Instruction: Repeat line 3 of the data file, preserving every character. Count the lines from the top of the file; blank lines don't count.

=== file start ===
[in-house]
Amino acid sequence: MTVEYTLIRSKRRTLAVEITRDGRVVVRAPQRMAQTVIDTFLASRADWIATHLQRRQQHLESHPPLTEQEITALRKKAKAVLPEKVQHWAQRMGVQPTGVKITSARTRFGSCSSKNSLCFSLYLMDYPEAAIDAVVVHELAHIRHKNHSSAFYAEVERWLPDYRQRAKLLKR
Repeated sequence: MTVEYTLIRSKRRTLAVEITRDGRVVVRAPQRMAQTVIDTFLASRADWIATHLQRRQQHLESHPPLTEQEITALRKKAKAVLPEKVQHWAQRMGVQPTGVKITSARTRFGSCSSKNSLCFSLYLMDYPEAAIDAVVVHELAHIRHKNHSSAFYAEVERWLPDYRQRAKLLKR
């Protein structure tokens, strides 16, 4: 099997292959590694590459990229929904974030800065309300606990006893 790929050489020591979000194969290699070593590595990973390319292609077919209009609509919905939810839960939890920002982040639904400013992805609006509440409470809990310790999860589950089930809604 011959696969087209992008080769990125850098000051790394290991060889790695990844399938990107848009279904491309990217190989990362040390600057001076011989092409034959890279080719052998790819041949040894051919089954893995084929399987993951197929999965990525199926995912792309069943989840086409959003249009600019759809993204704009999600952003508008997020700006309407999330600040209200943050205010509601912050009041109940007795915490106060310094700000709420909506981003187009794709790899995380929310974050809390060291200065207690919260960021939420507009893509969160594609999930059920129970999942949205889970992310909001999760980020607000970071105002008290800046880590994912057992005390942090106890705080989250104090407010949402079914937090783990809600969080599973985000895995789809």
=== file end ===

Repeated sequence: MTVEYTLIRSKRRTLAVEITRDGRVVVRAPQRMAQTVIDTFLASRADWIATHLQRRQQHLESHPPLTEQEITALRKKAKAVLPEKVQHWAQRMGVQPTGVKITSARTRFGSCSSKNSLCFSLYLMDYPEAAIDAVVVHELAHIRHKNHSSAFYAEVERWLPDYRQRAKLLKR